Forget World Cup, Euro is football’s top competition
I absolutely love the FIFA football World Cup. I take time off work when it’s on, watch every game, weep when it’s over. It’s an amazing spectacle and the level of skill on display is generally very high.
But there is another great footballing tournament that receives much less attention on this side of the world, and it’s about to kick-off in Poland and the Ukraine.
The Union of European Football Associations (UEFA) European Championship, known this year as Euro 2012, will be fought out by the continent’s finest national teams from June 8 until July 1.
It may be a geographically restricted event, but the skills on display are almost limitless.
In fact, it is arguably (well, I’ll argue it anyway) the world’s highest quality national-team tournament. The question is, how do you quantify quality?
Some people think sporting success is measured by statistics. Some are convinced it is all about spectacle. Others believe it’s determined by skill. I like to think of it as a recipe combining all three ingredients, but it’s important that the right measurements are used.
For the statistically minded among you, consider this: of the 16 teams competing at Euro, seven are ranked in the world’s top 10. A further six are ranked between 11 and 20. Only the Czech Republic (26) and co-hosts Ukraine (50) and Poland (65) fall outside the top 20.
Let’s put that in perspective; there are only four South American teams in the world’s top 20, a single African team and absolutely no Asian teams (Australia just misses out at 21).
Before you point out that the so-called FIFA/Coca-Cola World Rankings are as artificially flavoured and full of gas as the soft drink itself, let me just say that I agree with you.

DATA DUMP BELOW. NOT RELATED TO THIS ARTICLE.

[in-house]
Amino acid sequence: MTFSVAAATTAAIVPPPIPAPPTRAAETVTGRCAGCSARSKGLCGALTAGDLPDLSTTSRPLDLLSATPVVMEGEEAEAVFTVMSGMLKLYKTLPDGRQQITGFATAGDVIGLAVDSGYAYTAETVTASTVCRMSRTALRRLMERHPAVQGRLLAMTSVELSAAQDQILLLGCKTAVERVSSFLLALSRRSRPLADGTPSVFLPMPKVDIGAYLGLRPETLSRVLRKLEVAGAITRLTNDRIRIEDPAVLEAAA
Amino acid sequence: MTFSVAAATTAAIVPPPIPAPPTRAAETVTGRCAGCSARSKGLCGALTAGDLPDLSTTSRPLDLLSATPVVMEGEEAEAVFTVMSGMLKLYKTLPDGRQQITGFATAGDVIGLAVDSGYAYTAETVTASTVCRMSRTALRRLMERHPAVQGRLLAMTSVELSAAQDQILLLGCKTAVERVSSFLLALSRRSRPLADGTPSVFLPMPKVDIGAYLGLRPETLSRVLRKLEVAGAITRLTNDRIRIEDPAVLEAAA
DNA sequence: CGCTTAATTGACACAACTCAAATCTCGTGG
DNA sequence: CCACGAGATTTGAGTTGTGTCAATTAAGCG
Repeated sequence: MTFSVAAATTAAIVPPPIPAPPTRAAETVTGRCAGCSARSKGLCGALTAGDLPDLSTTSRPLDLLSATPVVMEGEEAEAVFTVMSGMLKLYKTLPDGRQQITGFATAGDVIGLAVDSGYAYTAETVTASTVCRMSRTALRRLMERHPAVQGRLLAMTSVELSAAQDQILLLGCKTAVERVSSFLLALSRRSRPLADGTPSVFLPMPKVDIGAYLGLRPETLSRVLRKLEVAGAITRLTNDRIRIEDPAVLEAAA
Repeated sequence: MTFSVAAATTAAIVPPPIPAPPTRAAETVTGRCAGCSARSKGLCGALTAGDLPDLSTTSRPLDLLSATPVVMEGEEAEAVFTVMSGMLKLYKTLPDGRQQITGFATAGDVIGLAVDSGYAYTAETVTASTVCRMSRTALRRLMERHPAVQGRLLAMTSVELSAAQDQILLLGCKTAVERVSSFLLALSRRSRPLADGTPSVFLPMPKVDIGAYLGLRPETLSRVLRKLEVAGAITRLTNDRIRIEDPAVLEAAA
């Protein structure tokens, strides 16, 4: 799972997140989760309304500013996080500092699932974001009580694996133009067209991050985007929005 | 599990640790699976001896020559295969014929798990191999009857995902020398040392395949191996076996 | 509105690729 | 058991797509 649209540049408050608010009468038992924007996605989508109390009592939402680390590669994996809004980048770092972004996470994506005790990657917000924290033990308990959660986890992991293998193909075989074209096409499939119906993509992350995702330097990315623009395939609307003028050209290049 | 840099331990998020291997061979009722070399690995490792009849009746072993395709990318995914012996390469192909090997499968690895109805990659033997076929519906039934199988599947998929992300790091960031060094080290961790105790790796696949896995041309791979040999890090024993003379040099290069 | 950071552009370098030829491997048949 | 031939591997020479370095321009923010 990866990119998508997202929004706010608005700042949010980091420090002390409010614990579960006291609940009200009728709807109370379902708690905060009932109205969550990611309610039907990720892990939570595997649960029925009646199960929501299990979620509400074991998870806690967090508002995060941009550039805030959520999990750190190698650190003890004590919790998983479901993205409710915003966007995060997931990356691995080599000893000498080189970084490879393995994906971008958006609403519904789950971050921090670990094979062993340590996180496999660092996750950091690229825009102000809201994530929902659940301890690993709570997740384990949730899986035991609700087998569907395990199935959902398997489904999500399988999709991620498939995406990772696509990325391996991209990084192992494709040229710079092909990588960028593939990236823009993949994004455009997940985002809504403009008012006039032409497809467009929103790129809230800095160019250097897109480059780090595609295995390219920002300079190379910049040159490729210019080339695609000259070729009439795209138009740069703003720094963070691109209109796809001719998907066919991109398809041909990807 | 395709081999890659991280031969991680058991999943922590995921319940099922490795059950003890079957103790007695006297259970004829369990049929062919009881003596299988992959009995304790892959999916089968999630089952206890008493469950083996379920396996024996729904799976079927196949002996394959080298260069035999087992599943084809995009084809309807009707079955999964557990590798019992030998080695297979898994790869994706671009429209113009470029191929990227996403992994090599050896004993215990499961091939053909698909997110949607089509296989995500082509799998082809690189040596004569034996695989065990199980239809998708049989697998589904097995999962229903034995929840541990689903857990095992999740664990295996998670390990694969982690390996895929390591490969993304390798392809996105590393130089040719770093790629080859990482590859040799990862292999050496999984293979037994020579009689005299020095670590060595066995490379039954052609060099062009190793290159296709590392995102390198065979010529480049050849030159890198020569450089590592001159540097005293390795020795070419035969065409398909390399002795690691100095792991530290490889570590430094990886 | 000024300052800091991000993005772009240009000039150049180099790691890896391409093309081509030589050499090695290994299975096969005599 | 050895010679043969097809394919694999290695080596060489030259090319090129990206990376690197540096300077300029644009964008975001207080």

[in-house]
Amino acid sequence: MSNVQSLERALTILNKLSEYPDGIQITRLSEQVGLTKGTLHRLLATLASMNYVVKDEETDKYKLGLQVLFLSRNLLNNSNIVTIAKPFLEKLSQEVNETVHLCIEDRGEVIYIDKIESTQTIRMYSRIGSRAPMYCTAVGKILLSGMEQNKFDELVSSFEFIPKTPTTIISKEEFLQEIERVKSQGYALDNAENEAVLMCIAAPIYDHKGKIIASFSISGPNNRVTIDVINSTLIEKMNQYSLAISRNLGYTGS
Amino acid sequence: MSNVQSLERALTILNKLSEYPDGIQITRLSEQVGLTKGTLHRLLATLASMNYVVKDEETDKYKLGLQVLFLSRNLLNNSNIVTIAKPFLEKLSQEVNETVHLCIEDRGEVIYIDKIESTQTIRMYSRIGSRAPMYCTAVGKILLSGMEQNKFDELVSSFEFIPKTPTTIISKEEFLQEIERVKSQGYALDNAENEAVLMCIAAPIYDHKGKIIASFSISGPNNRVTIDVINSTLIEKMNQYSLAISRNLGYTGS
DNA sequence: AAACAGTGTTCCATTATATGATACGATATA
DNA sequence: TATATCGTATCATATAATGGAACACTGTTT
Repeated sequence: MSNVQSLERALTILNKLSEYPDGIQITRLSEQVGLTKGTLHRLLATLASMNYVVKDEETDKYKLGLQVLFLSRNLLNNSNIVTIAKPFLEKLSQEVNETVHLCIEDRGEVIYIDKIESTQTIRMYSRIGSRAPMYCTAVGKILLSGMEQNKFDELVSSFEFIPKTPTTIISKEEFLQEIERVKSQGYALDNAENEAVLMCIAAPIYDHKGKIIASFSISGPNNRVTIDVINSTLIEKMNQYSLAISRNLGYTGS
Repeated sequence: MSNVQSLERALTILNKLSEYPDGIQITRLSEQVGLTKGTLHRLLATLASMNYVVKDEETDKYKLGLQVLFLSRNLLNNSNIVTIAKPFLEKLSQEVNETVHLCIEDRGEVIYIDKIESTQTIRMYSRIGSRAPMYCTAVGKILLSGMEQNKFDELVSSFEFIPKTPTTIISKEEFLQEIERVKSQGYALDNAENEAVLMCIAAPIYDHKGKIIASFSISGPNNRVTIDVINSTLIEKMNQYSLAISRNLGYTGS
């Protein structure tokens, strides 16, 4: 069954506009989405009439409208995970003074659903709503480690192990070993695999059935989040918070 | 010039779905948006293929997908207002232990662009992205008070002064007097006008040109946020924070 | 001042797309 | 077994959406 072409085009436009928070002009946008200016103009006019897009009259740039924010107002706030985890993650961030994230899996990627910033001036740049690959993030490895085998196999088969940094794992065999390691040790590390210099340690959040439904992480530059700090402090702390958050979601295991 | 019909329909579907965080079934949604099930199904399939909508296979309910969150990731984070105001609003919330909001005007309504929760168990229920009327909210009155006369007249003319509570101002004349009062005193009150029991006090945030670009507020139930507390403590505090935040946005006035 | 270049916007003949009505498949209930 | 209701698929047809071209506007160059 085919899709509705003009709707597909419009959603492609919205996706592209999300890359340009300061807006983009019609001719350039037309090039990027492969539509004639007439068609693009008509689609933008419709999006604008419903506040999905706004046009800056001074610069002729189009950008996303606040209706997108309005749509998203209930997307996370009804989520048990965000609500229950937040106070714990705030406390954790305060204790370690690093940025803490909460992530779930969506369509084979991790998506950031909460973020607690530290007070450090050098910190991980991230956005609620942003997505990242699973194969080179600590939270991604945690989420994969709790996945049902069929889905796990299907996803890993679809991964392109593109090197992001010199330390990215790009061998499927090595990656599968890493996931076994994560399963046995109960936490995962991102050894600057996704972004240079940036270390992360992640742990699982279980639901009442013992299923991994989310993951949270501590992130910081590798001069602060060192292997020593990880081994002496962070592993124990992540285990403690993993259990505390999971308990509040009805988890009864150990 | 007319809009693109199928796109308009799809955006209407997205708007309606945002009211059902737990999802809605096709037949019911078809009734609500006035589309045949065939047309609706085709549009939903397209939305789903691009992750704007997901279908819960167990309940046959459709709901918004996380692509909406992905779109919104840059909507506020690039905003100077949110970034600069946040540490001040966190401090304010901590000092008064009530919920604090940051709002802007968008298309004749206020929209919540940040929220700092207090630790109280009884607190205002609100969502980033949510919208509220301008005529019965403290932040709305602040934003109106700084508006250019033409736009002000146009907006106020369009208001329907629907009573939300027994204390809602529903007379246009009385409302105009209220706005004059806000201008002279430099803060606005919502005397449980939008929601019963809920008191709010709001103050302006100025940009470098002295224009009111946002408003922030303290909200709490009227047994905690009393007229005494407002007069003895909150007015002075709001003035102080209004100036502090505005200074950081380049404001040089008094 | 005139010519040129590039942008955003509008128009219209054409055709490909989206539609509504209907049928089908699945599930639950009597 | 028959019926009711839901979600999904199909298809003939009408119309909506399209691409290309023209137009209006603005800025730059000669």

But despite their faults, they are still the best guide we have to national team quality.
For those swayed by spectacle, consider the fact that stadia all over Poland and the Ukraine will be filled with spectators actually from the countries playing in the games. Too often at World Cups, ‘real’ supporters get pushed out by large numbers of largely quiet neutrals (read: suits who can afford the tickets).
This can leave some matches lacking that big-game atmosphere. And when big sides like Spain, Italy or Germany meet, the streets will be filled with the fans who can’t get tickets.
Is the level of skill shown at a tournament your preferred measure of success? The percentage of players at Euro 2012 who play in the world’s top seven leagues – those of England, France, Germany, Holland, Italy, Portugal and Spain – is a lot higher than in the 2010 World Cup.
You’d be hard pressed to find a player at Euro 2012 who isn’t being handsomely paid to ply their trade in a decent European league. A number of teams at the last World Cup contained no players playing in Europe, or even outside their own country.
And less teams, but of higher calibre, means more games between heavyweights, and therefore more chances to see the crème de la crème of the sport competing against each other.
Keep an eye out for Real Madrid maestro Cristiano Ronaldo and Manchester United regular Nani lining up for Portugal, for example, or Barcelona’s Andrés Iniesta and Xavi Hernández in midfield for Spain.
If you’re a football tragic like me, I’m probably preaching to the converted. You’ll have already handed over your money to pay-TV channel Setanta Sports for the right to spend the wee hours slumped in front of the TV in a pool of caffeine-infused drool.
But if you’re yet to be convinced, consider switching on. You can also see highlights on SBS, which has secured the free-to-air TV broadcast rights for eight Euro 2012 matches, including the final.
It mightn’t have the hype of a World Cup, but Euro 2012 has the quality to justify a succession of sleepless mid-winter nights.
And without a Socceroo in sight, most Australians can relax and enjoy the tournament without worrying about results.